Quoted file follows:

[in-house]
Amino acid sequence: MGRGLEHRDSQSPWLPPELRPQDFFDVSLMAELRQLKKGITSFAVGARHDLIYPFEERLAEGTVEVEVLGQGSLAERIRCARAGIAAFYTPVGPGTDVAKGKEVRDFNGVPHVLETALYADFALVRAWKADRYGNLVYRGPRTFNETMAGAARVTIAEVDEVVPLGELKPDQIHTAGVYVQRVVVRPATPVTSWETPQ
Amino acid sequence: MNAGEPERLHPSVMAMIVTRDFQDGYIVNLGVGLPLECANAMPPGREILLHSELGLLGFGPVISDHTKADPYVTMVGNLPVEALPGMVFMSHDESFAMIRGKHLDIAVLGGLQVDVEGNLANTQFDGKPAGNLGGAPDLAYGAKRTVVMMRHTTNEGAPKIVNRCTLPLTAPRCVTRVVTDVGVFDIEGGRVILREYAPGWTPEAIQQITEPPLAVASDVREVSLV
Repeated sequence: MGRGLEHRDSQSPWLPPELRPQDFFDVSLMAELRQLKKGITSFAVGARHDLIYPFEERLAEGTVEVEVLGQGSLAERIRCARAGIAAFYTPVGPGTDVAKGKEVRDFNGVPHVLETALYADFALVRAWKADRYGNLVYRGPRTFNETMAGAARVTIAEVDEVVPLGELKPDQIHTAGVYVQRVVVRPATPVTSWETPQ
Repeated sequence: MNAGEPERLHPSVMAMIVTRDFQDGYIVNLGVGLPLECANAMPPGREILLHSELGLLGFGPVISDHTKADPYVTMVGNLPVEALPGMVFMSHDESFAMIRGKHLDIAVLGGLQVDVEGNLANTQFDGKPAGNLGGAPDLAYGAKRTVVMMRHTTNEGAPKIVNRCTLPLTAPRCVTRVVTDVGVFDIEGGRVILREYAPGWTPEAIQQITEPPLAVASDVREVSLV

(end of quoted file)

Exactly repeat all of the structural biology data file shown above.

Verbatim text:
[in-house]
Amino acid sequence: MGRGLEHRDSQSPWLPPELRPQDFFDVSLMAELRQLKKGITSFAVGARHDLIYPFEERLAEGTVEVEVLGQGSLAERIRCARAGIAAFYTPVGPGTDVAKGKEVRDFNGVPHVLETALYADFALVRAWKADRYGNLVYRGPRTFNETMAGAARVTIAEVDEVVPLGELKPDQIHTAGVYVQRVVVRPATPVTSWETPQ
Amino acid sequence: MNAGEPERLHPSVMAMIVTRDFQDGYIVNLGVGLPLECANAMPPGREILLHSELGLLGFGPVISDHTKADPYVTMVGNLPVEALPGMVFMSHDESFAMIRGKHLDIAVLGGLQVDVEGNLANTQFDGKPAGNLGGAPDLAYGAKRTVVMMRHTTNEGAPKIVNRCTLPLTAPRCVTRVVTDVGVFDIEGGRVILREYAPGWTPEAIQQITEPPLAVASDVREVSLV
Repeated sequence: MGRGLEHRDSQSPWLPPELRPQDFFDVSLMAELRQLKKGITSFAVGARHDLIYPFEERLAEGTVEVEVLGQGSLAERIRCARAGIAAFYTPVGPGTDVAKGKEVRDFNGVPHVLETALYADFALVRAWKADRYGNLVYRGPRTFNETMAGAARVTIAEVDEVVPLGELKPDQIHTAGVYVQRVVVRPATPVTSWETPQ
Repeated sequence: MNAGEPERLHPSVMAMIVTRDFQDGYIVNLGVGLPLECANAMPPGREILLHSELGLLGFGPVISDHTKADPYVTMVGNLPVEALPGMVFMSHDESFAMIRGKHLDIAVLGGLQVDVEGNLANTQFDGKPAGNLGGAPDLAYGAKRTVVMMRHTTNEGAPKIVNRCTLPLTAPRCVTRVVTDVGVFDIEGGRVILREYAPGWTPEAIQQITEPPLAVASDVREVSLV